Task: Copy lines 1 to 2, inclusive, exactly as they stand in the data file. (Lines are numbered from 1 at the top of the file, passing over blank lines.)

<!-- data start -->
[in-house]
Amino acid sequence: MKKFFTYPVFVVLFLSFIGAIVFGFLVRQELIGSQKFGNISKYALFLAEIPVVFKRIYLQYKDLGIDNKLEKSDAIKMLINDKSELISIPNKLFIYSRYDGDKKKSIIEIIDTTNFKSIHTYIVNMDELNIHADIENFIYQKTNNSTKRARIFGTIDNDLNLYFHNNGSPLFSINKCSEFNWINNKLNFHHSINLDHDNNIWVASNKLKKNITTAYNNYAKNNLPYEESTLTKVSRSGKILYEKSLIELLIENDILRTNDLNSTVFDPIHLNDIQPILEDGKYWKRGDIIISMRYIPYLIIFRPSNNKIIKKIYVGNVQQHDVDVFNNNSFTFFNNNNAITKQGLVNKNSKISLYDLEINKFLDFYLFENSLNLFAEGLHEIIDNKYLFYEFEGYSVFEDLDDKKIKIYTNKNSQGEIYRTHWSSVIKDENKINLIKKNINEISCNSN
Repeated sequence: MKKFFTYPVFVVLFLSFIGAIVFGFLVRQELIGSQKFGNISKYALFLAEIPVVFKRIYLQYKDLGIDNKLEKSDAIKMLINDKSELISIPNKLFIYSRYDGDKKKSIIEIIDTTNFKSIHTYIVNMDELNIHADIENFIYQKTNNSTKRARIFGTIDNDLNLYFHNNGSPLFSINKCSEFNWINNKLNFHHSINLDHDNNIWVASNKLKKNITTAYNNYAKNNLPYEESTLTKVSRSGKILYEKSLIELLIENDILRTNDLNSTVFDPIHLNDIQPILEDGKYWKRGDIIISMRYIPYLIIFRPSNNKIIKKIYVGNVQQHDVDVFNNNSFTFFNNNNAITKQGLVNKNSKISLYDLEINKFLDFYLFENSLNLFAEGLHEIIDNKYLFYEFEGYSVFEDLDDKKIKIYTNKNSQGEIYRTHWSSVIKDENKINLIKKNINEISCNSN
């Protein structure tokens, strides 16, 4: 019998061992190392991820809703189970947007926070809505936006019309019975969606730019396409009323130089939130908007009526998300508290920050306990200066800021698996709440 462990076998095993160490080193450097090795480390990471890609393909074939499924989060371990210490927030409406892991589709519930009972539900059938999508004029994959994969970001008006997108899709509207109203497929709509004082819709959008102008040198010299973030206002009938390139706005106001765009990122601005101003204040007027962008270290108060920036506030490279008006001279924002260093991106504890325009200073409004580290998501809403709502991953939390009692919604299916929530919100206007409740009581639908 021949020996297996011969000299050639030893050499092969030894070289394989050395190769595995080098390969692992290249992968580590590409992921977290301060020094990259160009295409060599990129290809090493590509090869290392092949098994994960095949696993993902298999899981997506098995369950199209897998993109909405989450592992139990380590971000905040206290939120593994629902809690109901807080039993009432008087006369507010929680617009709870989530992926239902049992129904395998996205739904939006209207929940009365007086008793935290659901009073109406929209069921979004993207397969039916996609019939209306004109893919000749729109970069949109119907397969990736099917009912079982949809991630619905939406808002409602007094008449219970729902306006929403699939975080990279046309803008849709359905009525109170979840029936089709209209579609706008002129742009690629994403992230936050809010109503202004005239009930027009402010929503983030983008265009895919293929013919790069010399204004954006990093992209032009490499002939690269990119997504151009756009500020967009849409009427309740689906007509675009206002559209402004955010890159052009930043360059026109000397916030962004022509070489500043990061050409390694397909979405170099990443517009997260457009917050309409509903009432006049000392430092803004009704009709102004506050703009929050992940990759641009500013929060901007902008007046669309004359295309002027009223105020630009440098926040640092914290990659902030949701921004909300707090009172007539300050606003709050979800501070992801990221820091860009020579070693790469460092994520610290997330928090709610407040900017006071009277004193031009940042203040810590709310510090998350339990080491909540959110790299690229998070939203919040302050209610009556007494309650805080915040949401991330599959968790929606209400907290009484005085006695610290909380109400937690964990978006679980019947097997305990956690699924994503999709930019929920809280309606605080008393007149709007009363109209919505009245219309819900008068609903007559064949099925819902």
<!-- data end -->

[in-house]
Amino acid sequence: MKKFFTYPVFVVLFLSFIGAIVFGFLVRQELIGSQKFGNISKYALFLAEIPVVFKRIYLQYKDLGIDNKLEKSDAIKMLINDKSELISIPNKLFIYSRYDGDKKKSIIEIIDTTNFKSIHTYIVNMDELNIHADIENFIYQKTNNSTKRARIFGTIDNDLNLYFHNNGSPLFSINKCSEFNWINNKLNFHHSINLDHDNNIWVASNKLKKNITTAYNNYAKNNLPYEESTLTKVSRSGKILYEKSLIELLIENDILRTNDLNSTVFDPIHLNDIQPILEDGKYWKRGDIIISMRYIPYLIIFRPSNNKIIKKIYVGNVQQHDVDVFNNNSFTFFNNNNAITKQGLVNKNSKISLYDLEINKFLDFYLFENSLNLFAEGLHEIIDNKYLFYEFEGYSVFEDLDDKKIKIYTNKNSQGEIYRTHWSSVIKDENKINLIKKNINEISCNSN